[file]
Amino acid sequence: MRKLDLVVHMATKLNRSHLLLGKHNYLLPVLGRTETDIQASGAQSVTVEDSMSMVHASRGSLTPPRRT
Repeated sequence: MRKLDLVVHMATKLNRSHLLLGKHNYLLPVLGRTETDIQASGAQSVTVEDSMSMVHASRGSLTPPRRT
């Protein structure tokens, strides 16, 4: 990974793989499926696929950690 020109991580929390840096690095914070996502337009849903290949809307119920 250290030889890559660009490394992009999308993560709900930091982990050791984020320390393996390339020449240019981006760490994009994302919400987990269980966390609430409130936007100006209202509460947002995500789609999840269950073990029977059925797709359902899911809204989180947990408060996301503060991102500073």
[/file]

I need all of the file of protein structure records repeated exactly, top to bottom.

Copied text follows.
Amino acid sequence: MRKLDLVVHMATKLNRSHLLLGKHNYLLPVLGRTETDIQASGAQSVTVEDSMSMVHASRGSLTPPRRT
Repeated sequence: MRKLDLVVHMATKLNRSHLLLGKHNYLLPVLGRTETDIQASGAQSVTVEDSMSMVHASRGSLTPPRRT
């Protein structure tokens, strides 16, 4: 990974793989499926696929950690 020109991580929390840096690095914070996502337009849903290949809307119920 250290030889890559660009490394992009999308993560709900930091982990050791984020320390393996390339020449240019981006760490994009994302919400987990269980966390609430409130936007100006209202509460947002995500789609999840269950073990029977059925797709359902899911809204989180947990408060996301503060991102500073």